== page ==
Anton Setzer (Swansea)
Closing the Validation Gap
Verification is the process of guaranteeing that a program fulfils its specification. Validation is the processes of checking that a program fulfils the requirements or that the specification is sufficient to guarantee the requirements. Specification can be fully formal, and we can in many frameworks prove that a programs fulfils the specification. Requirements are informal, and express what the program is supposed to do. Therefore validation cannot be carried out fully formally, and we cannot guarantee that a specification is sufficient to guarantee the requirements. Therefore there is a validation gap between the specification and the requirements. There are examples where the specification is much more complicated than the program to be verified, and it might be easier to see that the program fulfils the requirements rather than the specification guaranteeing it.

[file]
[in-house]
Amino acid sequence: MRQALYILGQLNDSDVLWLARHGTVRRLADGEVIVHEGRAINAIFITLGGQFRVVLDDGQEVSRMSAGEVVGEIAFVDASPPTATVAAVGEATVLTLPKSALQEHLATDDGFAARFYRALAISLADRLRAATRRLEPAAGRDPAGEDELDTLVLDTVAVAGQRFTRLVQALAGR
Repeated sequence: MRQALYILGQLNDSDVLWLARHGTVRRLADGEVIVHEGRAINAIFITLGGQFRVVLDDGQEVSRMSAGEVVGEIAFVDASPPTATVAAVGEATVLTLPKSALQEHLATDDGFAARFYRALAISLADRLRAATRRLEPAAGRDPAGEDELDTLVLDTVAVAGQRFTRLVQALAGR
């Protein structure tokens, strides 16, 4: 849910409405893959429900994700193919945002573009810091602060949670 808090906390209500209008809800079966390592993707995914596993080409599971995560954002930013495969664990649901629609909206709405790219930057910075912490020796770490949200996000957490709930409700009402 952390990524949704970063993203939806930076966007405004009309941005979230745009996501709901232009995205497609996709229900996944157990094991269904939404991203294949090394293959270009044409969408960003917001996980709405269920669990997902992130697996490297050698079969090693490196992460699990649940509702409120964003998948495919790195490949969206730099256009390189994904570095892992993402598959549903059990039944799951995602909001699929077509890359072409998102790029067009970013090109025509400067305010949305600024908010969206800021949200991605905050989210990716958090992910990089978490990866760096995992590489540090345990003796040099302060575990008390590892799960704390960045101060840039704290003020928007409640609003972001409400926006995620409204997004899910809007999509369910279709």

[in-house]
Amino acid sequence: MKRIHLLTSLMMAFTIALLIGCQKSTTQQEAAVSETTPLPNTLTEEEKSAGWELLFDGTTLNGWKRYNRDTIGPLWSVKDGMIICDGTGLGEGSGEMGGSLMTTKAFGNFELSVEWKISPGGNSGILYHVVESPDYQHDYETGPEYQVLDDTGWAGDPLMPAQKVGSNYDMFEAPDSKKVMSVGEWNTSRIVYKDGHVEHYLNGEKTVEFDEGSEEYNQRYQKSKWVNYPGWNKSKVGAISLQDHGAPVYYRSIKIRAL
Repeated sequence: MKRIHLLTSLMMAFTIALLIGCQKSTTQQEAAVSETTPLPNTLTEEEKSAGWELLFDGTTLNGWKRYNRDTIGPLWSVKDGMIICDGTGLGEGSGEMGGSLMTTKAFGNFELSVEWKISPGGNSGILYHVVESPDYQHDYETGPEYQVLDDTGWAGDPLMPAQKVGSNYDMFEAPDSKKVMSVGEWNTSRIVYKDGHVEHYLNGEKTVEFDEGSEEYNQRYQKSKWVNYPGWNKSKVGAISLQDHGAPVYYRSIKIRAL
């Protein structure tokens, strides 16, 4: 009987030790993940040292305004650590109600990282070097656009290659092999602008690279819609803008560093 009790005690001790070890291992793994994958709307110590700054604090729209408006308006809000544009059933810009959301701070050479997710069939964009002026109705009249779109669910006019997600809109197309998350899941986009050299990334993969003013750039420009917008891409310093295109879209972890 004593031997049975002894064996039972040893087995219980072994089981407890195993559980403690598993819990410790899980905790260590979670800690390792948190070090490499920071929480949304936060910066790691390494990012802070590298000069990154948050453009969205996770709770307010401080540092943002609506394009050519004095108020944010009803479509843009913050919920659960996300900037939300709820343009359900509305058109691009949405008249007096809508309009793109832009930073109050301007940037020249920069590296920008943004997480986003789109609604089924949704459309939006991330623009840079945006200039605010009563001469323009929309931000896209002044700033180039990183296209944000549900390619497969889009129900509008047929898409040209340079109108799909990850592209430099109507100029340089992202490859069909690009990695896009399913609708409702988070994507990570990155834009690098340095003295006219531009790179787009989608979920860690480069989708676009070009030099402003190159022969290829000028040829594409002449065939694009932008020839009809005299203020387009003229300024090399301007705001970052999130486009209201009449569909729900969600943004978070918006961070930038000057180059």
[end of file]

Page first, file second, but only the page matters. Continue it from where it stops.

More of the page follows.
One way around this problem is to introduce a specification which is as close as possible to the requirements. One obtains then two specifications: A program specification which is used to verify the correctness of programs, and a requirements specification, which is close to the requirements. Now it should be possible to prove that the program specification implies the requirements specification.
The verification of a program against the requirements specification is therefore carried out in two steps: One step is to verify that the program fulfils the program specification. This step might be carried out using automated theorem proving. The second step is to verify that the program specification implies the requirement specification. This step might be carried out using interactive theorem proving.
We will demonstrate this distribution by referring to a PhD project with Karim Kanso, in which railway interlocking systems were verified in this way in the interactive theorem prover Agda. This verification used an integration of automated theorem proving into Agda.
References: Karim Kanso, Anton Setzer: A light-weight integration of automated and interactive theorem proving. Math. Struct. in Comp. Science, Online First, pp. 1 - 25, 2014. Doi 10.1017/S0960129514000140.